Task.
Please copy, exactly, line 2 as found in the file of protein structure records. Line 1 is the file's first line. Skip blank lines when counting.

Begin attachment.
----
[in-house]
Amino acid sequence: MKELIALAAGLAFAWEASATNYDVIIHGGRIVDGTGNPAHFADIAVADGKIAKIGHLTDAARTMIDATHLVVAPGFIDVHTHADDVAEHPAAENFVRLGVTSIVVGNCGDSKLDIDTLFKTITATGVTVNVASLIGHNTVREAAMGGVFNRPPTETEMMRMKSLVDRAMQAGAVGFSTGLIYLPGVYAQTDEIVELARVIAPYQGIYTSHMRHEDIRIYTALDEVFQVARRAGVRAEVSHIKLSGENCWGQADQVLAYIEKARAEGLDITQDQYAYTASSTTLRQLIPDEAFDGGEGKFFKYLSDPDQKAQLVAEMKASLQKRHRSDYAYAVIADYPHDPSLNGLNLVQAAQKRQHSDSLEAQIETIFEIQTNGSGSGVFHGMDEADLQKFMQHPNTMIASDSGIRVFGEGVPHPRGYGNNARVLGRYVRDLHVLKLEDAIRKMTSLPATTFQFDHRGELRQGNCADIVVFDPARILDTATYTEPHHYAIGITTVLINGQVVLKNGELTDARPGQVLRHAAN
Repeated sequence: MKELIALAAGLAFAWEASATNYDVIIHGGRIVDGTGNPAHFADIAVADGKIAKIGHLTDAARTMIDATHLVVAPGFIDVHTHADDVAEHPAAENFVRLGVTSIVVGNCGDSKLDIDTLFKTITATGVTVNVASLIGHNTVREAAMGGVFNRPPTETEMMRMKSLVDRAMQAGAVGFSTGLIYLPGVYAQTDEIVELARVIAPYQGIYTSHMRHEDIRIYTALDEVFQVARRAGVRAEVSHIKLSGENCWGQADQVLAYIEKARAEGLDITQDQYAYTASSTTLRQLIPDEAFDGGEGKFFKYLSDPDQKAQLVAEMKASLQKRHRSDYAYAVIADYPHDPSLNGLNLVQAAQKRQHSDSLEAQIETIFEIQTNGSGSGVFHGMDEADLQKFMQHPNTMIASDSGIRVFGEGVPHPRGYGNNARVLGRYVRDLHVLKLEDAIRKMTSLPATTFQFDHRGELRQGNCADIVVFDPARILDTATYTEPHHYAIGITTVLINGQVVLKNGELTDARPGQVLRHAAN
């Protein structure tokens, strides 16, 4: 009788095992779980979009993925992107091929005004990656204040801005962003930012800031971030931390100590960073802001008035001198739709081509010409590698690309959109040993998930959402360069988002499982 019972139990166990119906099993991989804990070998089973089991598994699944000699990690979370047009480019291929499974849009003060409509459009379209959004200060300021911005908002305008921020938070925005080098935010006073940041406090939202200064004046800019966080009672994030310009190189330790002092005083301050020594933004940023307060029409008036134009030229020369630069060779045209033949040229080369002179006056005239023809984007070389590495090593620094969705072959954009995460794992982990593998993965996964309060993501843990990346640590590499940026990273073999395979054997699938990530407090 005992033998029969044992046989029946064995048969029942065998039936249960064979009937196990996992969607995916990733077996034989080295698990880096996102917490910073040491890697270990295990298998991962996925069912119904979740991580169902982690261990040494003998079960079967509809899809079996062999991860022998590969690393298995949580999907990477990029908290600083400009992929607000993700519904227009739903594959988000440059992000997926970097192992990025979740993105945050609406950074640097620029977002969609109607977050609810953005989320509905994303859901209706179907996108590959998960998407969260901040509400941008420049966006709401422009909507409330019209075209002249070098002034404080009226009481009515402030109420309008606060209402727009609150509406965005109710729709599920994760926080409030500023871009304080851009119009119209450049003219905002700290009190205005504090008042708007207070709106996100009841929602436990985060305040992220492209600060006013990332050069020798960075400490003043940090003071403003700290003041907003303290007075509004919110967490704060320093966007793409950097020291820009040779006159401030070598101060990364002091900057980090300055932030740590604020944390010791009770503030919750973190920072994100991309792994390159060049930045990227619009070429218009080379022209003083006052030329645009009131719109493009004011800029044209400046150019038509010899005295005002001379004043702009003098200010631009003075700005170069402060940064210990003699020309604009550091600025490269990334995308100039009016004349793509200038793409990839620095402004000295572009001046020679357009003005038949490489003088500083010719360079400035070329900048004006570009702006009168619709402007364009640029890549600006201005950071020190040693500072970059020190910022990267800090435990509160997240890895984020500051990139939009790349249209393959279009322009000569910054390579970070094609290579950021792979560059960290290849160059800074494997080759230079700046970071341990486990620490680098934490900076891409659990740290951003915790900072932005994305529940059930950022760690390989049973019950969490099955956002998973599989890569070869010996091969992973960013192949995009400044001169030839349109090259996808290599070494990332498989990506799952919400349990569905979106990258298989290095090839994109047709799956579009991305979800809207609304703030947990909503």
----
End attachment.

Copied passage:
Amino acid sequence: MKELIALAAGLAFAWEASATNYDVIIHGGRIVDGTGNPAHFADIAVADGKIAKIGHLTDAARTMIDATHLVVAPGFIDVHTHADDVAEHPAAENFVRLGVTSIVVGNCGDSKLDIDTLFKTITATGVTVNVASLIGHNTVREAAMGGVFNRPPTETEMMRMKSLVDRAMQAGAVGFSTGLIYLPGVYAQTDEIVELARVIAPYQGIYTSHMRHEDIRIYTALDEVFQVARRAGVRAEVSHIKLSGENCWGQADQVLAYIEKARAEGLDITQDQYAYTASSTTLRQLIPDEAFDGGEGKFFKYLSDPDQKAQLVAEMKASLQKRHRSDYAYAVIADYPHDPSLNGLNLVQAAQKRQHSDSLEAQIETIFEIQTNGSGSGVFHGMDEADLQKFMQHPNTMIASDSGIRVFGEGVPHPRGYGNNARVLGRYVRDLHVLKLEDAIRKMTSLPATTFQFDHRGELRQGNCADIVVFDPARILDTATYTEPHHYAIGITTVLINGQVVLKNGELTDARPGQVLRHAAN